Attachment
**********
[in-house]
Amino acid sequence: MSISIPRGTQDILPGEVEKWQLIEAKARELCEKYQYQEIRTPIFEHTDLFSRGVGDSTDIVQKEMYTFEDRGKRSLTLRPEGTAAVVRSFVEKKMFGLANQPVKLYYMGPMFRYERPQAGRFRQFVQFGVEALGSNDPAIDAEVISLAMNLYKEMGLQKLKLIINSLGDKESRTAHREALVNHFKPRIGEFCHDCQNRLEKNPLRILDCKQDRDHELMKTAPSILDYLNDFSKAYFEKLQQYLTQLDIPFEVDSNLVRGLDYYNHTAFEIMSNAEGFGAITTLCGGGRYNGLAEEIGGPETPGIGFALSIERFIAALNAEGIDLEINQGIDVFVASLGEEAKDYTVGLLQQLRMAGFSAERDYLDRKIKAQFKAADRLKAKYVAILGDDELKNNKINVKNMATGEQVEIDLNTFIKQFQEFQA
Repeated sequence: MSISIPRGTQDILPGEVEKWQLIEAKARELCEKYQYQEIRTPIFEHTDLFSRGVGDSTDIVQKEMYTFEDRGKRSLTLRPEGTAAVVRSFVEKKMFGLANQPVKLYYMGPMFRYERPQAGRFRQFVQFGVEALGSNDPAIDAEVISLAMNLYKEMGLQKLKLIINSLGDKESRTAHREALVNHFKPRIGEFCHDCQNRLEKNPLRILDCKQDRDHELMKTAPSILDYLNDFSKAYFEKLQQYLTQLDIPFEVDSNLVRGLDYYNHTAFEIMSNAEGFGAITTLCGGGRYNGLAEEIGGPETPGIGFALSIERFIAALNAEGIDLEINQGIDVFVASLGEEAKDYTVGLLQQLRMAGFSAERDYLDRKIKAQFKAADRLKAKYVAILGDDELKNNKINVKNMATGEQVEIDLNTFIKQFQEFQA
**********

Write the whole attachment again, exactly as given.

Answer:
[in-house]
Amino acid sequence: MSISIPRGTQDILPGEVEKWQLIEAKARELCEKYQYQEIRTPIFEHTDLFSRGVGDSTDIVQKEMYTFEDRGKRSLTLRPEGTAAVVRSFVEKKMFGLANQPVKLYYMGPMFRYERPQAGRFRQFVQFGVEALGSNDPAIDAEVISLAMNLYKEMGLQKLKLIINSLGDKESRTAHREALVNHFKPRIGEFCHDCQNRLEKNPLRILDCKQDRDHELMKTAPSILDYLNDFSKAYFEKLQQYLTQLDIPFEVDSNLVRGLDYYNHTAFEIMSNAEGFGAITTLCGGGRYNGLAEEIGGPETPGIGFALSIERFIAALNAEGIDLEINQGIDVFVASLGEEAKDYTVGLLQQLRMAGFSAERDYLDRKIKAQFKAADRLKAKYVAILGDDELKNNKINVKNMATGEQVEIDLNTFIKQFQEFQA
Repeated sequence: MSISIPRGTQDILPGEVEKWQLIEAKARELCEKYQYQEIRTPIFEHTDLFSRGVGDSTDIVQKEMYTFEDRGKRSLTLRPEGTAAVVRSFVEKKMFGLANQPVKLYYMGPMFRYERPQAGRFRQFVQFGVEALGSNDPAIDAEVISLAMNLYKEMGLQKLKLIINSLGDKESRTAHREALVNHFKPRIGEFCHDCQNRLEKNPLRILDCKQDRDHELMKTAPSILDYLNDFSKAYFEKLQQYLTQLDIPFEVDSNLVRGLDYYNHTAFEIMSNAEGFGAITTLCGGGRYNGLAEEIGGPETPGIGFALSIERFIAALNAEGIDLEINQGIDVFVASLGEEAKDYTVGLLQQLRMAGFSAERDYLDRKIKAQFKAADRLKAKYVAILGDDELKNNKINVKNMATGEQVEIDLNTFIKQFQEFQA